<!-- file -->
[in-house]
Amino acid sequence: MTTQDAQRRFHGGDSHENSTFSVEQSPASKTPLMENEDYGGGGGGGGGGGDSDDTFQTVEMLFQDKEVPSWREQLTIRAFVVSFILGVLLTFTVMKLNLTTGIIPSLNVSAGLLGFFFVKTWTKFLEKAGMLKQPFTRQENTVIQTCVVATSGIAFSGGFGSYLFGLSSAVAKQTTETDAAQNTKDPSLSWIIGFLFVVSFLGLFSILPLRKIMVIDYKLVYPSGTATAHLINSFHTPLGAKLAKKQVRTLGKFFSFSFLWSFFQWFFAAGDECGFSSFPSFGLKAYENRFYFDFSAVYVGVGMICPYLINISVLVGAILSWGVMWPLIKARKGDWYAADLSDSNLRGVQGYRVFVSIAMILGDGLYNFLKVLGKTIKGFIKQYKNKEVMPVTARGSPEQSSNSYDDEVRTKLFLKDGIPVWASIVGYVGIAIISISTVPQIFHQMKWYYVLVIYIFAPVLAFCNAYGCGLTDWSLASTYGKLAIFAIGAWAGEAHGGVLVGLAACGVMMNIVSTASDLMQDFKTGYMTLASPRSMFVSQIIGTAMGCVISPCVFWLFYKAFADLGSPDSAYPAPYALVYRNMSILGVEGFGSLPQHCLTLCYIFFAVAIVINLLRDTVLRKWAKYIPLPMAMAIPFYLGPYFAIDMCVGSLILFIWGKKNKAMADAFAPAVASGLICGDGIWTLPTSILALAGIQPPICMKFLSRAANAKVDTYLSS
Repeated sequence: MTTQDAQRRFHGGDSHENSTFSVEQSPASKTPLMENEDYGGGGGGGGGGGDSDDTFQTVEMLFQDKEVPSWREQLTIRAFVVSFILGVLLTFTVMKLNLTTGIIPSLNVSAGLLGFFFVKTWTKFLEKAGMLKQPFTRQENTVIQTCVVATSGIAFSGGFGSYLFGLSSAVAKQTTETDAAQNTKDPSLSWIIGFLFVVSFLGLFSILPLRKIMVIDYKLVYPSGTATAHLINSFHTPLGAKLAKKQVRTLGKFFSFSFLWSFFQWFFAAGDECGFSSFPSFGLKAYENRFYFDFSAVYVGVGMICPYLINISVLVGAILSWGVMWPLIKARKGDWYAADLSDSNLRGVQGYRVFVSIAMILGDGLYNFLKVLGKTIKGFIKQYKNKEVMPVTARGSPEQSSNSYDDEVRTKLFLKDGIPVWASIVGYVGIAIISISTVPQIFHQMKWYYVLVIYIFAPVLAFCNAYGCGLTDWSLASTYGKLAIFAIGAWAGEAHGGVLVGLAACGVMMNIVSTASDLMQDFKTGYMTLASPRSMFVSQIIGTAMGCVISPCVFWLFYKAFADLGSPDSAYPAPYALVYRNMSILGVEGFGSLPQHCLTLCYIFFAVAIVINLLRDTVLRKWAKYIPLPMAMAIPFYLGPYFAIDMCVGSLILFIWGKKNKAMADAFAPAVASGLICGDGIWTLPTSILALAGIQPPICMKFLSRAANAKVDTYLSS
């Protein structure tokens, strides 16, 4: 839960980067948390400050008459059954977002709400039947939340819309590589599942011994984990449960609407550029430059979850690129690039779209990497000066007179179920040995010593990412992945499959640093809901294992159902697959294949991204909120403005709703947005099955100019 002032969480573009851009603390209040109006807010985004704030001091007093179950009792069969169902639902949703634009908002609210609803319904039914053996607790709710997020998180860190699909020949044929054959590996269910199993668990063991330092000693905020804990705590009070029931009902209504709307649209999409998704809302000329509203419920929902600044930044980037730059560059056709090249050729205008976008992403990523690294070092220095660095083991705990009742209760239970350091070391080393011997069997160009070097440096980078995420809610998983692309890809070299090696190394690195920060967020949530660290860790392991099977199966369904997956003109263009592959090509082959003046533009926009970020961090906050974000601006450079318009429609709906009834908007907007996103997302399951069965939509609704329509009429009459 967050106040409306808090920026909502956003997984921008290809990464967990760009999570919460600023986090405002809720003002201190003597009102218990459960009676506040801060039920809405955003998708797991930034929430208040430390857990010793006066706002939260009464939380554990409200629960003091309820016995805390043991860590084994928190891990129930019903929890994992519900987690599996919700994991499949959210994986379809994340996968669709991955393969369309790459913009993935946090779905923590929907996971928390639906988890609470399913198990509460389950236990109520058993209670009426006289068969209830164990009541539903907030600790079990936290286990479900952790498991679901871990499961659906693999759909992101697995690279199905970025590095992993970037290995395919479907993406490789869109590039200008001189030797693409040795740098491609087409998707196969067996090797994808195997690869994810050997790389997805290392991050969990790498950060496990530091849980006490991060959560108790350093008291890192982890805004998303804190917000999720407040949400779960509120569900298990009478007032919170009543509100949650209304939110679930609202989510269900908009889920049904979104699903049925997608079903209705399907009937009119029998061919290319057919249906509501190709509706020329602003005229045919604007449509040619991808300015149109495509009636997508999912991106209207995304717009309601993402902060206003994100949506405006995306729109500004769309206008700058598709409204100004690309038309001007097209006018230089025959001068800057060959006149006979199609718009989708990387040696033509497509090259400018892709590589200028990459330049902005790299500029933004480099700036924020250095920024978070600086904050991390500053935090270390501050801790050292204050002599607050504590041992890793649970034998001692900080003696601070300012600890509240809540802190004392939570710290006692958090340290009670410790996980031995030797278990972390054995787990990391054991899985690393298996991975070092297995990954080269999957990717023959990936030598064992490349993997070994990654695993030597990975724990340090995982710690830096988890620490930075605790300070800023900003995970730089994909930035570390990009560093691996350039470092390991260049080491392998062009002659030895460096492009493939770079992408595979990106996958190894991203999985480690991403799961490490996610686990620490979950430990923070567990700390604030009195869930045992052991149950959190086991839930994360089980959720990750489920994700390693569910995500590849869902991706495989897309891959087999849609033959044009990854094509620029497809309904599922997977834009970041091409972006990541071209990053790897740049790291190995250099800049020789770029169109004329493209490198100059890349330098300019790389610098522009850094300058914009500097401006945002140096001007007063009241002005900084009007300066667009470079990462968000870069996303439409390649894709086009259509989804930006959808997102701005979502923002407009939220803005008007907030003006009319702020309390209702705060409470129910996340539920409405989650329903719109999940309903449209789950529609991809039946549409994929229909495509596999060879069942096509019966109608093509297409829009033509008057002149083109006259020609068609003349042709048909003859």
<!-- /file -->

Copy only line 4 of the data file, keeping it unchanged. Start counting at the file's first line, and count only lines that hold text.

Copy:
């Protein structure tokens, strides 16, 4: 839960980067948390400050008459059954977002709400039947939340819309590589599942011994984990449960609407550029430059979850690129690039779209990497000066007179179920040995010593990412992945499959640093809901294992159902697959294949991204909120403005709703947005099955100019 002032969480573009851009603390209040109006807010985004704030001091007093179950009792069969169902639902949703634009908002609210609803319904039914053996607790709710997020998180860190699909020949044929054959590996269910199993668990063991330092000693905020804990705590009070029931009902209504709307649209999409998704809302000329509203419920929902600044930044980037730059560059056709090249050729205008976008992403990523690294070092220095660095083991705990009742209760239970350091070391080393011997069997160009070097440096980078995420809610998983692309890809070299090696190394690195920060967020949530660290860790392991099977199966369904997956003109263009592959090509082959003046533009926009970020961090906050974000601006450079318009429609709906009834908007907007996103997302399951069965939509609704329509009429009459 967050106040409306808090920026909502956003997984921008290809990464967990760009999570919460600023986090405002809720003002201190003597009102218990459960009676506040801060039920809405955003998708797991930034929430208040430390857990010793006066706002939260009464939380554990409200629960003091309820016995805390043991860590084994928190891990129930019903929890994992519900987690599996919700994991499949959210994986379809994340996968669709991955393969369309790459913009993935946090779905923590929907996971928390639906988890609470399913198990509460389950236990109520058993209670009426006289068969209830164990009541539903907030600790079990936290286990479900952790498991679901871990499961659906693999759909992101697995690279199905970025590095992993970037290995395919479907993406490789869109590039200008001189030797693409040795740098491609087409998707196969067996090797994808195997690869994810050997790389997805290392991050969990790498950060496990530091849980006490991060959560108790350093008291890192982890805004998303804190917000999720407040949400779960509120569900298990009478007032919170009543509100949650209304939110679930609202989510269900908009889920049904979104699903049925997608079903209705399907009937009119029998061919290319057919249906509501190709509706020329602003005229045919604007449509040619991808300015149109495509009636997508999912991106209207995304717009309601993402902060206003994100949506405006995306729109500004769309206008700058598709409204100004690309038309001007097209006018230089025959001068800057060959006149006979199609718009989708990387040696033509497509090259400018892709590589200028990459330049902005790299500029933004480099700036924020250095920024978070600086904050991390500053935090270390501050801790050292204050002599607050504590041992890793649970034998001692900080003696601070300012600890509240809540802190004392939570710290006692958090340290009670410790996980031995030797278990972390054995787990990391054991899985690393298996991975070092297995990954080269999957990717023959990936030598064992490349993997070994990654695993030597990975724990340090995982710690830096988890620490930075605790300070800023900003995970730089994909930035570390990009560093691996350039470092390991260049080491392998062009002659030895460096492009493939770079992408595979990106996958190894991203999985480690991403799961490490996610686990620490979950430990923070567990700390604030009195869930045992052991149950959190086991839930994360089980959720990750489920994700390693569910995500590849869902991706495989897309891959087999849609033959044009990854094509620029497809309904599922997977834009970041091409972006990541071209990053790897740049790291190995250099800049020789770029169109004329493209490198100059890349330098300019790389610098522009850094300058914009500097401006945002140096001007007063009241002005900084009007300066667009470079990462968000870069996303439409390649894709086009259509989804930006959808997102701005979502923002407009939220803005008007907030003006009319702020309390209702705060409470129910996340539920409405989650329903719109999940309903449209789950529609991809039946549409994929229909495509596999060879069942096509019966109608093509297409829009033509008057002149083109006259020609068609003349042709048909003859």